Gulf Arab real estate and financial companies, set to benefit from higher infrastructure spending, are the most attractive bets in a region largely insulated from global financial turmoil, HSBC said on Wednesday.
HSBC Holding said it won a licence from the market regulator of the United Arab Emirates to set up a brokerage firm, the country's first managed by an international bank as foreign interest in the region grows.
"Investor interest in the Middle East is the highest it's been because of the international situation," said Paul Cooper, head of equities for Central Europe, Middle East and Africa at HSBC in London. "There is an unprecedented set of catalysts making the Middle East very interesting now."
Gulf markets including Kuwait – which has gained 12 per cent this year – have outperformed several emerging markets, which have been hit by fears of a US recession.
The Gulf region is benefiting from a five-fold increase in oil prices in the last six years and has more than $1 trillion of infrastructure projects in the pipeline.
"The focus, in terms of which sectors will benefit from monetary policy and infrastructure investment is really the financial and real estate sectors," Cooper said.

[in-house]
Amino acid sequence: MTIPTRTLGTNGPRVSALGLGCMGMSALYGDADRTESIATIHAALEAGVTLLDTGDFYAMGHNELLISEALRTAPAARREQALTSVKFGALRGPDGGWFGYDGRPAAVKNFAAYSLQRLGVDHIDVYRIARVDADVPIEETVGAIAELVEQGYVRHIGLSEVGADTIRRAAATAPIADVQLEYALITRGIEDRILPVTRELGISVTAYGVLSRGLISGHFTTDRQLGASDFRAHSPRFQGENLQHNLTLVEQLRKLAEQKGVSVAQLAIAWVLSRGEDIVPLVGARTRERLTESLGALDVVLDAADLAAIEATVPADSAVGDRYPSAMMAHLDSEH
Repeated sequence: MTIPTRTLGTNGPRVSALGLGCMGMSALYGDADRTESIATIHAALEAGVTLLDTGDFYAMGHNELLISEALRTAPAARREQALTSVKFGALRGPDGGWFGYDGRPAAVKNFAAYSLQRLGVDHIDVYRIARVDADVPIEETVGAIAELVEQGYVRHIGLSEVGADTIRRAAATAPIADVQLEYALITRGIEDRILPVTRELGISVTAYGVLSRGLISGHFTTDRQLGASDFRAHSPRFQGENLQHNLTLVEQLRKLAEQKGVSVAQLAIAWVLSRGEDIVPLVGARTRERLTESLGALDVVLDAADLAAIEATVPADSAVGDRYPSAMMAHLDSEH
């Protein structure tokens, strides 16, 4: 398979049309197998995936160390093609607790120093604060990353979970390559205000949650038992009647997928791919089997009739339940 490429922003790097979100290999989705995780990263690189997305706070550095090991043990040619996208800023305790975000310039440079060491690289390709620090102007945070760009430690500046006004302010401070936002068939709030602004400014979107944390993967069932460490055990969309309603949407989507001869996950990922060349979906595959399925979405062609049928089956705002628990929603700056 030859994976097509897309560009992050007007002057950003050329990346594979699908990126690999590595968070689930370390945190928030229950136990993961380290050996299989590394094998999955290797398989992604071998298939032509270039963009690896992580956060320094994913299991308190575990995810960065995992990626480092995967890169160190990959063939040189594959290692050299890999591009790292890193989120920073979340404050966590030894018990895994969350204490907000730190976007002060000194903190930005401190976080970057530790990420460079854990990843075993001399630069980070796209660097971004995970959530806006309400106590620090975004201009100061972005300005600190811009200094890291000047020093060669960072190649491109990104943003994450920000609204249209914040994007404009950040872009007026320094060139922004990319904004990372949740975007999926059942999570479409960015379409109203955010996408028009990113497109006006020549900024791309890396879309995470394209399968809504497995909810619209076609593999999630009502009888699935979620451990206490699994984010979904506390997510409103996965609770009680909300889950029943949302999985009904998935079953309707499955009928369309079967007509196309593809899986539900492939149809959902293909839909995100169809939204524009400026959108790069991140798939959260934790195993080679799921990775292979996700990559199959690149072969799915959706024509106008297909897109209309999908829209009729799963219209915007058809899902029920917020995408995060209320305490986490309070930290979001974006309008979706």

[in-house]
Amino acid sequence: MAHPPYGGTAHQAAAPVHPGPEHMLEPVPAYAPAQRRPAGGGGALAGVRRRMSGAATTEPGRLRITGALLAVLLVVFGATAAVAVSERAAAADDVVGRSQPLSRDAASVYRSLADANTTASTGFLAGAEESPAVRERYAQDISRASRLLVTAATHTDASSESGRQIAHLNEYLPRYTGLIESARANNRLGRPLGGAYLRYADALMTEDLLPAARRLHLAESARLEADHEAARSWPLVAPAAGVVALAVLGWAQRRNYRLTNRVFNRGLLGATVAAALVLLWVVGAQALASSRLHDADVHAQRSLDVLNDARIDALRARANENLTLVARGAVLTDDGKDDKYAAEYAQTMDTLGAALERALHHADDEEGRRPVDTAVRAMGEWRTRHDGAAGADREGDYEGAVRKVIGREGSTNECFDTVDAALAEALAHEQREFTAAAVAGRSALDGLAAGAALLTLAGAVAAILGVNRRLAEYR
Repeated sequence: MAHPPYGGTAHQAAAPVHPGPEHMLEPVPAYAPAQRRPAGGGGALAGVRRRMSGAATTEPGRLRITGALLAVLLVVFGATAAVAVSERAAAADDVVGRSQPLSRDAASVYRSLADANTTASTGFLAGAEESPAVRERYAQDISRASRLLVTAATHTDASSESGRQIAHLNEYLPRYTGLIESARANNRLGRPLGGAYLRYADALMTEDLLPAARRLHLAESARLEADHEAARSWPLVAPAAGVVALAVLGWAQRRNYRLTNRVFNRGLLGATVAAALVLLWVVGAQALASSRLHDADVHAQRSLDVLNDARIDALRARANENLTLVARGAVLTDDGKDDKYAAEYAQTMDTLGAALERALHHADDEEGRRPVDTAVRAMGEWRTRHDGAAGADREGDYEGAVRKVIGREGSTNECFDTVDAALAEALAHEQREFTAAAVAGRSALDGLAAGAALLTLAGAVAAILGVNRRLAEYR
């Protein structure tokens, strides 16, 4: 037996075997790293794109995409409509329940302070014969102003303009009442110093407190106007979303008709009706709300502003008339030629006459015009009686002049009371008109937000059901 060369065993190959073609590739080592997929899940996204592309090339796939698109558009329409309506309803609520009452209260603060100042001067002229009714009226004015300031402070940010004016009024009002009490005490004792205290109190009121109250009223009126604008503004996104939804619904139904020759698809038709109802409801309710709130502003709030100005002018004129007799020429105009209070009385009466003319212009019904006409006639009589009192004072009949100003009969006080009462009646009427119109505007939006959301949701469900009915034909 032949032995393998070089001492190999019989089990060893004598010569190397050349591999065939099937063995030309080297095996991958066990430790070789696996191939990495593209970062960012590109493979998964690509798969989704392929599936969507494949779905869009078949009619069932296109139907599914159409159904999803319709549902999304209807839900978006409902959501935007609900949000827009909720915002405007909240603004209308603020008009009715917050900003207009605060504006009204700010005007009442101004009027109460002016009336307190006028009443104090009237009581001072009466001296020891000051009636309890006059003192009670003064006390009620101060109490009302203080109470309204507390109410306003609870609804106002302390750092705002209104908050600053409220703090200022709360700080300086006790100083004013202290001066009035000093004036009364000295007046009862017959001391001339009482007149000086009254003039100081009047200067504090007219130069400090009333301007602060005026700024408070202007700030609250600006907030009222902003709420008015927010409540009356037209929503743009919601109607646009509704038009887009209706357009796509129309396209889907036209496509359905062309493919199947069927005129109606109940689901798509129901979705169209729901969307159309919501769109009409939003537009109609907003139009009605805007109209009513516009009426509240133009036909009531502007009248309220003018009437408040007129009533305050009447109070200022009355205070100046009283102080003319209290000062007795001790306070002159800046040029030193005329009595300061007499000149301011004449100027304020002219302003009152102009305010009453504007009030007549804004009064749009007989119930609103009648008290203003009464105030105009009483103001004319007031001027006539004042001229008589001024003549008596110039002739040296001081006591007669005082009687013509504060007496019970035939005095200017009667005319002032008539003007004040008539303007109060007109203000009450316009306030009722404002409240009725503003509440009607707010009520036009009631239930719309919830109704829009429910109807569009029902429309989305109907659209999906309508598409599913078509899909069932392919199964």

The main indexes of Saudi Arabia, Dubai and Abu Dhabi were the three worst performers among 82 tracked in 2006 by US stock market research Birinyi Associates. They have since recovered.
Oman's main index, the Gulf's best performer, has gained 18 per cent this year.
Gulf Arab governments are easing curbs on foreign capital, hoping more institutional investment will help reduce volatility in the markets, which are dominated by individual investors.
HSBC, which had previously traded for its clients through other companies, will offer direct access for institutions to the Dubai and Abu Dhabi stock exchanges starting this month, it said in a statement. It will offer retail brokerage later this year. (Reuters)
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